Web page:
Something fantastic happened to me tonight.
I have finally
acquired ordered a copy of The Mystery of Banshee Towers – the final Five Find-Outers book. I’ve been buying original hardbacks for nearly ten years – I started by filling in the gaps in my Famous Five series (I did have all the books, but some were paperbacks of varying quality) and then branched out into other series like Malory Towers and the Adventure Series. I only had one hardback Find-Outers book to start my collection – The Mystery of the Hidden House which at some point belonged to my aunt Elizabeth and then my mum as both their names are written in the front. As I had fourteen more books to buy, it did take me a few years to find them at affordable prices.
Banshee Towers, however, has alluded me all this time. It’s often referred to as “the weakest book” in the series, everyone’s least favourite, and yet it’s also the rarest title. As far as I can tell, it’s never been reprinted in hardback, unlike all the others which have varying numbers of impressions. Maybe it’s because just five years after the first edition Armada published their paperback version of the book, I don’t know.
Either way, there’s not many Methuen hardbacks around, and the ones that do appear for sale tend to be above my admittedly somewhat meagre budget. I usually don’t pay more than £5-10 for my Enid Blyton books. There are a few exceptions, but on the whole I go for bargains. I don’t expect first editions for this (though I have quite a few) or dustjackets (of which I have a handful) just reasonably sound original hardbacks.
It’s said Blyton wrote something like 700 books, and even allowing for a lot of them being collections of already printed works, there’s a good few hundred unique titles. If I want to own as many of them as I can find, even at £5 a book, that’s… well… a heck of a lot of money, so I can’t go blowing 10 books worth on a single title.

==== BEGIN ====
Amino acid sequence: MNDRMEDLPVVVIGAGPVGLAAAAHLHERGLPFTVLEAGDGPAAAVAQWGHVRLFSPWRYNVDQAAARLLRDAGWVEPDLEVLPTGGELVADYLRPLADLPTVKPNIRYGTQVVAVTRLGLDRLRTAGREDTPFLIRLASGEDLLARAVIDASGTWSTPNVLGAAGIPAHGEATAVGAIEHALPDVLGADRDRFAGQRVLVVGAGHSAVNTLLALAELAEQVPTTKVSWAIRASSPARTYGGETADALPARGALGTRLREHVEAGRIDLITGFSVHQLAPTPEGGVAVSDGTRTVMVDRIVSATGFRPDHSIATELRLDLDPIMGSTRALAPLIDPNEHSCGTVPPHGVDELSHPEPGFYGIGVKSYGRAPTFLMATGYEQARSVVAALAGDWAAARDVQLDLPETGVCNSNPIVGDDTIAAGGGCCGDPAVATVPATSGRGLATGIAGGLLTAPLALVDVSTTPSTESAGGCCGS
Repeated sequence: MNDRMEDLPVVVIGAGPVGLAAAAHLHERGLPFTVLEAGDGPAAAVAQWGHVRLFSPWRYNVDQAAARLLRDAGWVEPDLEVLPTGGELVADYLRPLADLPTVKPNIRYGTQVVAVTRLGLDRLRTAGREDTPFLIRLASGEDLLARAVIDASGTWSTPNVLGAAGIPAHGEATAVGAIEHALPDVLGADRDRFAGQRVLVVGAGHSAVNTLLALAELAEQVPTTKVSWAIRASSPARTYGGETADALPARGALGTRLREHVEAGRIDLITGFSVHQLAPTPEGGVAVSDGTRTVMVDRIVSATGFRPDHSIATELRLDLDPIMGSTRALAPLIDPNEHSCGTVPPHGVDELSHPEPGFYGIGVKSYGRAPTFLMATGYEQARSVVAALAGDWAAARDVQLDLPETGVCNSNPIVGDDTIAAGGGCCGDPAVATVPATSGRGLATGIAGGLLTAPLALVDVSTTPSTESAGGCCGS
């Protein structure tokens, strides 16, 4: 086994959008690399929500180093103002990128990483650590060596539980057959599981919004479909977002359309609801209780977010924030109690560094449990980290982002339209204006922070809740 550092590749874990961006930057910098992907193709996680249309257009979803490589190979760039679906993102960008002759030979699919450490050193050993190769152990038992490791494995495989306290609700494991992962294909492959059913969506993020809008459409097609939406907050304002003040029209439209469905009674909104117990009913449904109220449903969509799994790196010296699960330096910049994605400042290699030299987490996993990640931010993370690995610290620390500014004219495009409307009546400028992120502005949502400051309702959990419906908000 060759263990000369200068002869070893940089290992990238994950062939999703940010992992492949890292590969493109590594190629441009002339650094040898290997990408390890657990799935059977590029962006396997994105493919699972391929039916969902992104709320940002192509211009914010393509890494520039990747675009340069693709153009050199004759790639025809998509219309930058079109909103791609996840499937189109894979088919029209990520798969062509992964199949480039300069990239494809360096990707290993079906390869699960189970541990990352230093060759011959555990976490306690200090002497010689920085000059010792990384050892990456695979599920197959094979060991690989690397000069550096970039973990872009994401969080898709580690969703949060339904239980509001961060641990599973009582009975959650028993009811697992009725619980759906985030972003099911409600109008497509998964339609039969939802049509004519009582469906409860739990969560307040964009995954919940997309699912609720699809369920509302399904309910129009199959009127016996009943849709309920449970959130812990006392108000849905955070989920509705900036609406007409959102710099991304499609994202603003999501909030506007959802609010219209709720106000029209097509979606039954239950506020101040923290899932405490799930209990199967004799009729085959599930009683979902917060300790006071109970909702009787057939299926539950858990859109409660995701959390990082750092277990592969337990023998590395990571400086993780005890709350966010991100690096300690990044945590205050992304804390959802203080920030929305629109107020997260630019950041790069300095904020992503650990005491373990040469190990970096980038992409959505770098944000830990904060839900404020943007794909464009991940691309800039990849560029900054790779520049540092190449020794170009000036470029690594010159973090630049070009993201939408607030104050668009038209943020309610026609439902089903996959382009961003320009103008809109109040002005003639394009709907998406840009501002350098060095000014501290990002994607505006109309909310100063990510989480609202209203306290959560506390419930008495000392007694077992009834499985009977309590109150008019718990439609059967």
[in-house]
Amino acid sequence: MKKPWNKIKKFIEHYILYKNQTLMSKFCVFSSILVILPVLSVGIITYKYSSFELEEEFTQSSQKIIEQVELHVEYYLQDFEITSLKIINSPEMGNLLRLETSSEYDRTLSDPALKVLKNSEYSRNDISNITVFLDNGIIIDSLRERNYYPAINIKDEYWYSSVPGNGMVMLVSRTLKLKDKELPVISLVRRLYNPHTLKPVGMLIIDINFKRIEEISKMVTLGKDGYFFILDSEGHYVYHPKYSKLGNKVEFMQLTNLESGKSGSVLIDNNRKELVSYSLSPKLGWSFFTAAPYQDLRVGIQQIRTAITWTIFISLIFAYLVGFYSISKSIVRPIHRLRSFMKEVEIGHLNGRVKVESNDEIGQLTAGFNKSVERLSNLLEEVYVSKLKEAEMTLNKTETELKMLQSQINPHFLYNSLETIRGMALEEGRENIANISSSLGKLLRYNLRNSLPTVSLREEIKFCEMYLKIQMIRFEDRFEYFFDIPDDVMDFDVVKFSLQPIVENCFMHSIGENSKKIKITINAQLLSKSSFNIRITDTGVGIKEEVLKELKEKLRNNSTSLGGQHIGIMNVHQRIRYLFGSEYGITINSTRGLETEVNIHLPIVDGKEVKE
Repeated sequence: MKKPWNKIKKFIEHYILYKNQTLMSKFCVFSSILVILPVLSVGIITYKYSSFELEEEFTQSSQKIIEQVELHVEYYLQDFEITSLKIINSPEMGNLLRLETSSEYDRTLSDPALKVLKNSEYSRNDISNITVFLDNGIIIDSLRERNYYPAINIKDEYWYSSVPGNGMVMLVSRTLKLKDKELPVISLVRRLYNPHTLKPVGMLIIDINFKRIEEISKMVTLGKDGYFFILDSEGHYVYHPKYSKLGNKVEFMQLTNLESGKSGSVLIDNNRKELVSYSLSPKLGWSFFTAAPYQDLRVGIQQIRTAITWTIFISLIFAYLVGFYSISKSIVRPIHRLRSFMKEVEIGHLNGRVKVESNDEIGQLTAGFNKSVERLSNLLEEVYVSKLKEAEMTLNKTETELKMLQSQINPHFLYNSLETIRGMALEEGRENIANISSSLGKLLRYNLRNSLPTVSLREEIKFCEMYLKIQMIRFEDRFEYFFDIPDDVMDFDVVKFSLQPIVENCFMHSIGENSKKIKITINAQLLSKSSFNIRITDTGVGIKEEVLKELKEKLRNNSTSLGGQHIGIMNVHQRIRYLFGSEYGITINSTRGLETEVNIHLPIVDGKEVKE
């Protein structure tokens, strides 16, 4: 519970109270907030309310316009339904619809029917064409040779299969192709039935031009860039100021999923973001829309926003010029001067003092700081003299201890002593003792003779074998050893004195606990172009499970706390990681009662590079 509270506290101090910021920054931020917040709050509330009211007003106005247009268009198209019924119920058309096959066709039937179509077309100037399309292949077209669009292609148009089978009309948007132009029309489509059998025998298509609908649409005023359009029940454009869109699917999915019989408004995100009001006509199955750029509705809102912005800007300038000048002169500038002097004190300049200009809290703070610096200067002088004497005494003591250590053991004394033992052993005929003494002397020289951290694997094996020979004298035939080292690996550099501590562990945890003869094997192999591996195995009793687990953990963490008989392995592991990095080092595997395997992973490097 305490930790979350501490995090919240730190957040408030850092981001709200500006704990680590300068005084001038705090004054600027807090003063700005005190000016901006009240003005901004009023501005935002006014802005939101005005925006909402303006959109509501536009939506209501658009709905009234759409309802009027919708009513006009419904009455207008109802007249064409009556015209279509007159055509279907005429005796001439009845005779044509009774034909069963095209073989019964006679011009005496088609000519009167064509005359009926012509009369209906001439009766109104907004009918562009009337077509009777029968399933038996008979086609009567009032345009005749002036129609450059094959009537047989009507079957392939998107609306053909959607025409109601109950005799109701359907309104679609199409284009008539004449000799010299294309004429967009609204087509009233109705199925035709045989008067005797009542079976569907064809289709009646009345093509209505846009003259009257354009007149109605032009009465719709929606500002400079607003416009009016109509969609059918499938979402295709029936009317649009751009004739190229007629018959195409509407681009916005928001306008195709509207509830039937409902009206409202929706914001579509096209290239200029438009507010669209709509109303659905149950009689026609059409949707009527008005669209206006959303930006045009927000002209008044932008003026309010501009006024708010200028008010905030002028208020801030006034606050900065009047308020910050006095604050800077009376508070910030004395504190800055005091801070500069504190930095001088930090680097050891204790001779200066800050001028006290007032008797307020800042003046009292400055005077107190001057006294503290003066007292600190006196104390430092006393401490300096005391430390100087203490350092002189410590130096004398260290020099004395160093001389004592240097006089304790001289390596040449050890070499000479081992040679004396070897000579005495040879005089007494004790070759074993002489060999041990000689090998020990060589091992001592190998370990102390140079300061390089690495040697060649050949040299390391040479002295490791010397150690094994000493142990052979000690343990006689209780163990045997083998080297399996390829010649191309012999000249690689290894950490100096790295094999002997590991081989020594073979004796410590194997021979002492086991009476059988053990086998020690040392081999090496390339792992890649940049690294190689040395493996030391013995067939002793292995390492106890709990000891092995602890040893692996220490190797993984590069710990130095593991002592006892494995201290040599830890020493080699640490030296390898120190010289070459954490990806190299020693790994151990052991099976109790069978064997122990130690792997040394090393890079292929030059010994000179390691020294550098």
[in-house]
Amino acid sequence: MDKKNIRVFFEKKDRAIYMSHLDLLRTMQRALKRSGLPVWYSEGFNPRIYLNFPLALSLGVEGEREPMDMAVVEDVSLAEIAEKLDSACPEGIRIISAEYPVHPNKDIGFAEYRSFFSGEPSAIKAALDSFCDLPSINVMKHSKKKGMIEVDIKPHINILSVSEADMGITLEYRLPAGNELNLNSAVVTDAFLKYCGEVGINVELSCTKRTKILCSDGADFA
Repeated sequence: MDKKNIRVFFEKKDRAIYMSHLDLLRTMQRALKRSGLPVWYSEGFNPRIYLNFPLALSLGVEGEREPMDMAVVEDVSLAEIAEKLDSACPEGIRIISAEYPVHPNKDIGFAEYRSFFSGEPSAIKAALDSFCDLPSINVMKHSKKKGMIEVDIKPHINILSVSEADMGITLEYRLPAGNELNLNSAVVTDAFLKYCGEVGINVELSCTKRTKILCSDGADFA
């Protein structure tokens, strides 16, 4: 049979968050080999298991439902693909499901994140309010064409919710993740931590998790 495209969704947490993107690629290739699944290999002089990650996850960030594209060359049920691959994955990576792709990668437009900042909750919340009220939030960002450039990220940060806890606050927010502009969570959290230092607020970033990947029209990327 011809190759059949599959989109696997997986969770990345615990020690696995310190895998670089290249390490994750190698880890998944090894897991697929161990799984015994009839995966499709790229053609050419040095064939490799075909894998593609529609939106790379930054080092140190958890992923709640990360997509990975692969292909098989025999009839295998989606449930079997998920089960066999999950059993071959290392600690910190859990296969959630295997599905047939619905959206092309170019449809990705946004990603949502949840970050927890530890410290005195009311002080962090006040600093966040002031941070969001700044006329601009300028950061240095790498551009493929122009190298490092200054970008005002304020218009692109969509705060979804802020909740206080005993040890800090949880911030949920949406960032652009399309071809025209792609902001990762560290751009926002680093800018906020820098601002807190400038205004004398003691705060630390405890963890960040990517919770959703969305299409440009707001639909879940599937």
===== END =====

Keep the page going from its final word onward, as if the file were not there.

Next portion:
When I realised I wasn’t going to get a hardback of Banshee Towers for my usual budget, I decided I would make an exception and up my limit to £20-25. I then missed the end of two auctions on eBay for books that sold within that price range (once through my own stupidity and once as I was at a relative’s hospital bedside). It seemed that it just wasn’t to be.
I still checked eBay every week (and got angrier and angrier at the million rubbish and overpriced paperbacks and the facsimile dustjacket that’s permanently listed). I also checked abebooks frequently and stared longingly at lovely copies priced at £50, £60, £100. I just couldn’t justify that much money on one book however much I wanted it
Then, tonight, I stumbled semi-accidentally onto a copy I could afford.
A member of the Enid Blyton Society Forums posted a link to a blog where someone had written about the prices of Enid Blyton first editions. On that blog was a link to a site which would search multiple websites for books – amazon, abebooks, independent sites – and then display them all in one place.
And there it was. On abebooks, where I’d looked last week and got disheartened yet again. Banshee Towers. Methuen. 1961. First Edition. £7.50.
It’s not perfect, there’s a little text loss on one page, and a missing illustration, but for £10 I’m still very, very happy.
I’m sure the rest of the Enid Blyton Society Forumites will be thrilled too, as it means they won’t have to read my many, many posts lamenting the fact that my Find-Outers collection is incomplete. In order to
shut me up help me out, several members had even offered to keep an eye out for affordable copies.
So thank you Maureen who posted the blog link, as if I’d not seen the abebooks listing tonight, it may have been sold before I saw it. Also, thank you to Stef for encouraging me to just go for it and forget about slight internal damage.
Now I just have to anxiously wait for Royal Mail to deliver my precious book. I hope I haven’t counted my chickens before they’ve hatched.
Apologies for the length of this post, but I really am very excited about all this.
Have any of you gone to great lengths to obtain an Enid Blyton book? What was your most difficult find?
P.S. I do recommend abebooks (www.abebooks.co.uk, http://www.abebooks.com) for Blyton books, even if some of them are way, way over-priced but that’s a blog for another day 😉